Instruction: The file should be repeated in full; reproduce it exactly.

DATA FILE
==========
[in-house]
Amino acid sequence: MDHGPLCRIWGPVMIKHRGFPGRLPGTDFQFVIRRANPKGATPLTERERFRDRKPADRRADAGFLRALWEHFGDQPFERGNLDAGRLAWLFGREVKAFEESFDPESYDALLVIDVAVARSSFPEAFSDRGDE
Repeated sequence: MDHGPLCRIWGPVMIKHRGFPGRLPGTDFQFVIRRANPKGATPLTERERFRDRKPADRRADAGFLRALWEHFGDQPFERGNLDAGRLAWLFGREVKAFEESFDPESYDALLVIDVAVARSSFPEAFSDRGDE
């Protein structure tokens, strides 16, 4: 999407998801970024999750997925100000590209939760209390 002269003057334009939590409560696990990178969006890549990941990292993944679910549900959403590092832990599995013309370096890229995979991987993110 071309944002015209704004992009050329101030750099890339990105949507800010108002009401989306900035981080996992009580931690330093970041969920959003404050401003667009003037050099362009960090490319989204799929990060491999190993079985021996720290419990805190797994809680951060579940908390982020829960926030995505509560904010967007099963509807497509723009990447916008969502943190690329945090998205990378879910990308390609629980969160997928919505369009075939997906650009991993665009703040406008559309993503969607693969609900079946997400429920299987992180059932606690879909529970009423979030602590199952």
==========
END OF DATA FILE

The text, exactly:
[in-house]
Amino acid sequence: MDHGPLCRIWGPVMIKHRGFPGRLPGTDFQFVIRRANPKGATPLTERERFRDRKPADRRADAGFLRALWEHFGDQPFERGNLDAGRLAWLFGREVKAFEESFDPESYDALLVIDVAVARSSFPEAFSDRGDE
Repeated sequence: MDHGPLCRIWGPVMIKHRGFPGRLPGTDFQFVIRRANPKGATPLTERERFRDRKPADRRADAGFLRALWEHFGDQPFERGNLDAGRLAWLFGREVKAFEESFDPESYDALLVIDVAVARSSFPEAFSDRGDE
């Protein structure tokens, strides 16, 4: 999407998801970024999750997925100000590209939760209390 002269003057334009939590409560696990990178969006890549990941990292993944679910549900959403590092832990599995013309370096890229995979991987993110 071309944002015209704004992009050329101030750099890339990105949507800010108002009401989306900035981080996992009580931690330093970041969920959003404050401003667009003037050099362009960090490319989204799929990060491999190993079985021996720290419990805190797994809680951060579940908390982020829960926030995505509560904010967007099963509807497509723009990447916008969502943190690329945090998205990378879910990308390609629980969160997928919505369009075939997906650009991993665009703040406008559309993503969607693969609900079946997400429920299987992180059932606690879909529970009423979030602590199952």